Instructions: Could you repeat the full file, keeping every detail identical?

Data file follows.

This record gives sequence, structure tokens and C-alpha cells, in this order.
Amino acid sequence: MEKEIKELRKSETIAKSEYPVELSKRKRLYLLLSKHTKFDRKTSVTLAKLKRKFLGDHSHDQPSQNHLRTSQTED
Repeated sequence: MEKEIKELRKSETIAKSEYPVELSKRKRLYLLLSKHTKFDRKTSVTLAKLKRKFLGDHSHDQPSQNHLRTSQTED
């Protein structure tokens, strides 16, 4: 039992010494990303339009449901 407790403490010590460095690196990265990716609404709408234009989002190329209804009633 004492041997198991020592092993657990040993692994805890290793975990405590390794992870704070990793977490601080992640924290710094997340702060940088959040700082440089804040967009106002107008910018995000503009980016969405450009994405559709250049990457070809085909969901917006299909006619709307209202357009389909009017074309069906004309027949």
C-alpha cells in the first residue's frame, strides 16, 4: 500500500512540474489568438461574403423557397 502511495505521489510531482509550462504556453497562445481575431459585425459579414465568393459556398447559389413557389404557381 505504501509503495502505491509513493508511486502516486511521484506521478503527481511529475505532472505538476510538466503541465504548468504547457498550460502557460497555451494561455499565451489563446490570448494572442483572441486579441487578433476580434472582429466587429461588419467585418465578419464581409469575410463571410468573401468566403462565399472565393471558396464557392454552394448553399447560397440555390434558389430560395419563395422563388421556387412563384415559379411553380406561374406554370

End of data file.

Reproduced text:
This record gives sequence, structure tokens and C-alpha cells, in this order.
Amino acid sequence: MEKEIKELRKSETIAKSEYPVELSKRKRLYLLLSKHTKFDRKTSVTLAKLKRKFLGDHSHDQPSQNHLRTSQTED
Repeated sequence: MEKEIKELRKSETIAKSEYPVELSKRKRLYLLLSKHTKFDRKTSVTLAKLKRKFLGDHSHDQPSQNHLRTSQTED
């Protein structure tokens, strides 16, 4: 039992010494990303339009449901 407790403490010590460095690196990265990716609404709408234009989002190329209804009633 004492041997198991020592092993657990040993692994805890290793975990405590390794992870704070990793977490601080992640924290710094997340702060940088959040700082440089804040967009106002107008910018995000503009980016969405450009994405559709250049990457070809085909969901917006299909006619709307209202357009389909009017074309069906004309027949």
C-alpha cells in the first residue's frame, strides 16, 4: 500500500512540474489568438461574403423557397 502511495505521489510531482509550462504556453497562445481575431459585425459579414465568393459556398447559389413557389404557381 505504501509503495502505491509513493508511486502516486511521484506521478503527481511529475505532472505538476510538466503541465504548468504547457498550460502557460497555451494561455499565451489563446490570448494572442483572441486579441487578433476580434472582429466587429461588419467585418465578419464581409469575410463571410468573401468566403462565399472565393471558396464557392454552394448553399447560397440555390434558389430560395419563395422563388421556387412563384415559379411553380406561374406554370